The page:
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Chadwick Boseman

Review: Black Panther

Reviewed by Robert Horton for Seattle Weekly

In 2017, the Marvel comic book conglomerate took a wackadoodle turn that coughed up two of its most fluid, playful movies yet: the sprightly Spider-Man: Homecoming and the irreverent Thor: Ragnarok. Those films suggested how frisky space might be carved out within the crushing sameness of the superhero formula and the larger universe-building of Marvel’s mega-plotline. And they did it largely with humor. In that sense, Black Panther is something of a course correction. Burdened with establishing a superhero whose distinguishing characteristics are dignity and his royal duties to his people (whatever his problems, Hulk never had to send a balanced-budget bill to congress) and world-building an entire African civilization, Black Panther can’t spend much time on fripperies. This is serious superhero business.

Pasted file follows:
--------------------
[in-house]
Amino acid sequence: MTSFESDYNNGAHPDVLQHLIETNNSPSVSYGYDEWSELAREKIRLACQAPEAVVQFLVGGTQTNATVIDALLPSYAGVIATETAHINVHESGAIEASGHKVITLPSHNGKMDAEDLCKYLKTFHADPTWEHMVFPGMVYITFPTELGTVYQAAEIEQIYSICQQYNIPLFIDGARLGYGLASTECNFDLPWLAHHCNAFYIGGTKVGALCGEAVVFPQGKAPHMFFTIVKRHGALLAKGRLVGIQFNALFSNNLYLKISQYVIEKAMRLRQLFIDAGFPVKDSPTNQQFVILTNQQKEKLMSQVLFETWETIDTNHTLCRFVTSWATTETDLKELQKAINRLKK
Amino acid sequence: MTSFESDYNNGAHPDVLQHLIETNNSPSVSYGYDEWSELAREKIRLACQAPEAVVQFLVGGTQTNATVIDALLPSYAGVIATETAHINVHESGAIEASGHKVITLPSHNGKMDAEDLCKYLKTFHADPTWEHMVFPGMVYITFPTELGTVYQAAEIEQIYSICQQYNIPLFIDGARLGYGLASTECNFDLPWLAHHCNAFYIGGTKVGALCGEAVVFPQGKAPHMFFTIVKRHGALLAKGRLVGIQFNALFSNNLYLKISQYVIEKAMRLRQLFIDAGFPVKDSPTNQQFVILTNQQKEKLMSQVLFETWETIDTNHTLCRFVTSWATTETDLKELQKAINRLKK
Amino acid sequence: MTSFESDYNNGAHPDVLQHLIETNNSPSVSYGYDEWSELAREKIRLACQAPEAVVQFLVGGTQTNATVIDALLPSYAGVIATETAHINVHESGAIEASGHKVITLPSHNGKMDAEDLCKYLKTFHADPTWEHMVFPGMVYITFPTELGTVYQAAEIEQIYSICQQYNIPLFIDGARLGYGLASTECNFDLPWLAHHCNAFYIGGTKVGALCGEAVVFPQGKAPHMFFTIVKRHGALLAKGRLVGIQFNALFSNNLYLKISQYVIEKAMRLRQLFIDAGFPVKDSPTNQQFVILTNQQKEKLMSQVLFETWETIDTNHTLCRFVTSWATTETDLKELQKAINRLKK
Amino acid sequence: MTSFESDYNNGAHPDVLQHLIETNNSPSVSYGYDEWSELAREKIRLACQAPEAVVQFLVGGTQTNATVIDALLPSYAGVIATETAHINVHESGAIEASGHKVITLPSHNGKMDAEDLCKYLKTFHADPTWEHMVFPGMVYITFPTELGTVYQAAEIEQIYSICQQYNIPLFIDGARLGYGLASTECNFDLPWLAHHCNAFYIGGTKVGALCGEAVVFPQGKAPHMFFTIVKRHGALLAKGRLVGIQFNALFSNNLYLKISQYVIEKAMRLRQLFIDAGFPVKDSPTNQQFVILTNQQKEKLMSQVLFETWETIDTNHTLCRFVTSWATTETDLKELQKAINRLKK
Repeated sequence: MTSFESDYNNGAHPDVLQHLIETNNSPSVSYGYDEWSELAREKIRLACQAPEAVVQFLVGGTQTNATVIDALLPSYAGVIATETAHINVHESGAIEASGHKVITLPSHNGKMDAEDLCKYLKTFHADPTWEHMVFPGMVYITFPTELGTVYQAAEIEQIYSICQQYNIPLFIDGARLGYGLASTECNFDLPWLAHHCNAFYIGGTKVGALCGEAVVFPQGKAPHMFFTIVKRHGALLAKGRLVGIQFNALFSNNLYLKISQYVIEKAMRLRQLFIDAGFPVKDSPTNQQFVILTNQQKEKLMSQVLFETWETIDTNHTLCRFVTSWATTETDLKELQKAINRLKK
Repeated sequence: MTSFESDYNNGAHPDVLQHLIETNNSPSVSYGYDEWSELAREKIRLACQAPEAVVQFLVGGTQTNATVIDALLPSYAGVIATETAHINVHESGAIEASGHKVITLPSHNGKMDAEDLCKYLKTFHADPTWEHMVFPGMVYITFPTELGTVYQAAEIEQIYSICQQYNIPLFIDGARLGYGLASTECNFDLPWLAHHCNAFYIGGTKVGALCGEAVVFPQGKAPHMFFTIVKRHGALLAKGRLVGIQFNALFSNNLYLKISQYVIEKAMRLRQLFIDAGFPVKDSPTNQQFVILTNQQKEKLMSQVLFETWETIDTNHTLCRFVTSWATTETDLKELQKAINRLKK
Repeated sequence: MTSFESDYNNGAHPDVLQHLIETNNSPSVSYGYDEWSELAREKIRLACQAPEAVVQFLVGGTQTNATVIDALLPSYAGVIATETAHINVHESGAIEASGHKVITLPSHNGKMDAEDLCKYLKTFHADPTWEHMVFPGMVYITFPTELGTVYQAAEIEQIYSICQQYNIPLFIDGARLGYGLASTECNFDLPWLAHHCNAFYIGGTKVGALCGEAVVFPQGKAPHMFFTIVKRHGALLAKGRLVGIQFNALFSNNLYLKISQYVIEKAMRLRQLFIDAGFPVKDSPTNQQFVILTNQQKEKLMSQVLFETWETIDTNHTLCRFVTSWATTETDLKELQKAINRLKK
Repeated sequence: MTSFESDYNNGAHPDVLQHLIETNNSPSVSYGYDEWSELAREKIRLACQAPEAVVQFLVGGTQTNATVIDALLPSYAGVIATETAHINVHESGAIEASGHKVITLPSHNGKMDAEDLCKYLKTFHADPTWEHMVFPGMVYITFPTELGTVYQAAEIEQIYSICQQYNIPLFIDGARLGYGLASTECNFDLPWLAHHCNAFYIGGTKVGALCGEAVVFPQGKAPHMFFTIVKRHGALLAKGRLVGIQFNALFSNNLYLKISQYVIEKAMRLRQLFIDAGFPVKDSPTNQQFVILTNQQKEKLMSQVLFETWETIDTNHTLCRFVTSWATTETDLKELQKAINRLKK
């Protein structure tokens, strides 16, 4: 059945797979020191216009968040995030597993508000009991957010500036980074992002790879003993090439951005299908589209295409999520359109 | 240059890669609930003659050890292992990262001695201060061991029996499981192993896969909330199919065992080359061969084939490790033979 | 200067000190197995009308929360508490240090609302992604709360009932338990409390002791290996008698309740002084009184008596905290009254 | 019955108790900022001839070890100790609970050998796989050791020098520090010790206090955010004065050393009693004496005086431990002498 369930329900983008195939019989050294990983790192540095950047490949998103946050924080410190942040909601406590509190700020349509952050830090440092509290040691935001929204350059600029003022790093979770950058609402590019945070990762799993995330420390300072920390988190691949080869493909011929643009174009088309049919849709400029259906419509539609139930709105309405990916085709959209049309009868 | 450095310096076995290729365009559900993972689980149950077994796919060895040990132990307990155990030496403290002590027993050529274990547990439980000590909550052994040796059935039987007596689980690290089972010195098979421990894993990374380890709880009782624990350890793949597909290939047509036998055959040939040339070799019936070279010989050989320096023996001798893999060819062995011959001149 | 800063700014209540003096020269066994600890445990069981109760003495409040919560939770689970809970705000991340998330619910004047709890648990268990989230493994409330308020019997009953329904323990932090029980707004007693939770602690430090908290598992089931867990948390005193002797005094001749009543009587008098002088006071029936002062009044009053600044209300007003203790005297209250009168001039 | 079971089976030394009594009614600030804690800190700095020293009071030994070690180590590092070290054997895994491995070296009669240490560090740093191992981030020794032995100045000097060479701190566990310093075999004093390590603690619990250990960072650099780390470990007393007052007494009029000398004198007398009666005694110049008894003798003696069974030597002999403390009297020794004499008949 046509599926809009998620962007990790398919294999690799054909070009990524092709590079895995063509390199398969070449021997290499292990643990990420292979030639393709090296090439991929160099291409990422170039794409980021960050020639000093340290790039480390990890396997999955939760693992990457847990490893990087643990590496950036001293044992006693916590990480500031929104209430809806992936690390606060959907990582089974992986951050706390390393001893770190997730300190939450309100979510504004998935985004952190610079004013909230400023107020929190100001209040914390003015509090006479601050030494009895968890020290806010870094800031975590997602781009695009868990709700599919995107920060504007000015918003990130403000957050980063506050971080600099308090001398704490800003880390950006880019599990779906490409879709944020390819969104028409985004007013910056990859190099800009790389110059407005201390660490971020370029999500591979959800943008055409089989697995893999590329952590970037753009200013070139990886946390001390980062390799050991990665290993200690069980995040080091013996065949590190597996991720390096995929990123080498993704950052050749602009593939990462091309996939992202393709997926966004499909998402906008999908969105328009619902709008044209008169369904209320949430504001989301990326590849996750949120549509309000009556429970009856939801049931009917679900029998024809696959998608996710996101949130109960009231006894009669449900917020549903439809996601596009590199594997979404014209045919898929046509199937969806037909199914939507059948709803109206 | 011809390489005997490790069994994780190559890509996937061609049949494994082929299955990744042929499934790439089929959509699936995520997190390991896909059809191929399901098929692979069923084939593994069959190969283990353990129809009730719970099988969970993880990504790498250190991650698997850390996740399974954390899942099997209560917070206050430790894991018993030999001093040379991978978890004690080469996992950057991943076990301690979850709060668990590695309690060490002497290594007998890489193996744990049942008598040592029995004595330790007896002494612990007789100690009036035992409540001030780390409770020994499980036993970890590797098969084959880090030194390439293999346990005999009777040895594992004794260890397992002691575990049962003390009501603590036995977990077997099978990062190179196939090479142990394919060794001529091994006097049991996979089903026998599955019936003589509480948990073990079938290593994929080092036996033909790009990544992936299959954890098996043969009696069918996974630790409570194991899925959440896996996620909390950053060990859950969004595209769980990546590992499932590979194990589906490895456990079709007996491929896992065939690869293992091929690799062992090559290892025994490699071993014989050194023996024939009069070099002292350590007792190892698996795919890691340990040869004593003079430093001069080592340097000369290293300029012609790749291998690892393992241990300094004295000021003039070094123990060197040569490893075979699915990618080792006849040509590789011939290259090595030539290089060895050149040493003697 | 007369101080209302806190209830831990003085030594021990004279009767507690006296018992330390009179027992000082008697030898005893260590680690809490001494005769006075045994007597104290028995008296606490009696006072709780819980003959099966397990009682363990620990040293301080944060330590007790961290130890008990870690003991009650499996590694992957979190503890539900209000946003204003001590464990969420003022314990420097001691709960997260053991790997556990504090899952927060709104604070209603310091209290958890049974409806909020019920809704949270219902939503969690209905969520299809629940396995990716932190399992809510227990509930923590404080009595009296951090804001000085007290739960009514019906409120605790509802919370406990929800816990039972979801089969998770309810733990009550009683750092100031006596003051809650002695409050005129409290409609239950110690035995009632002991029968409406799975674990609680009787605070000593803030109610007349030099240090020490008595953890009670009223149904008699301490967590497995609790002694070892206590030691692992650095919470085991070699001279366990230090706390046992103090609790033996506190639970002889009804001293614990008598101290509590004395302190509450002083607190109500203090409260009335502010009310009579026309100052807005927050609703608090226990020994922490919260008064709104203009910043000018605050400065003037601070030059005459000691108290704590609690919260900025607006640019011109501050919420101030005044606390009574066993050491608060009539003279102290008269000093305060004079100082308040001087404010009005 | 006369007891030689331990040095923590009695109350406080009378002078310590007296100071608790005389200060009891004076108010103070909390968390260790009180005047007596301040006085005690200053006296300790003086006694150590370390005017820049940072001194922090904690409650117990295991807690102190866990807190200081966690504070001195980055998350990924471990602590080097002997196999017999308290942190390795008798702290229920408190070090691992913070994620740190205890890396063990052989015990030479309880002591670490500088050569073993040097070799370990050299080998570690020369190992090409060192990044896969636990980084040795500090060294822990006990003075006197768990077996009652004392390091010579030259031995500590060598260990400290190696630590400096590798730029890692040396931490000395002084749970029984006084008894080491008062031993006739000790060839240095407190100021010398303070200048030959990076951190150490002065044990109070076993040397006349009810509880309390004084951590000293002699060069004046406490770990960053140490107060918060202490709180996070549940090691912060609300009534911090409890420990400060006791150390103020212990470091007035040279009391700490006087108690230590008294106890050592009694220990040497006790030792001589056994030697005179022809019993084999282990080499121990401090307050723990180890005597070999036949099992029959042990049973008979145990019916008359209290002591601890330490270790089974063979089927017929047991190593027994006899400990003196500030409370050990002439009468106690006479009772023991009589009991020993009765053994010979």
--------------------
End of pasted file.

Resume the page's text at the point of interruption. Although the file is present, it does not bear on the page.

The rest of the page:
That gravity is the movie’s strength and weakness.

Continue reading at Seattle Weekly


Film Review: ‘Get On Up’

Chadwick Boseman is James Brown

No screenwriter or director could possibly tie together the unlikely, turbulent life of James Brown — Soul Brother No. 1, the Godfather of Soul, the hardest-working man in show business. But maybe an actor could.

As though to acknowledge Brown’s brilliant and bizarre life, the makers of Get on Up present their story in a fragmented, time-jumping fashion. The man is depicted as an enigma whose erratic adult behavior connects directly to his rough upbringing. This approach has its ups and downs, but at least it isn’t just the same old showbiz rise-and-fall musical biopic. By skipping back and forth in time, we get the idea that Brown never escaped the harshness of his Georgia youth.

Whatever the riddle at Brown’s core, Chadwick Boseman has his pulse. The actor played Jackie Robinson in last year’s 42, and he gives another committed physical performance here.

Continue reading at The Herald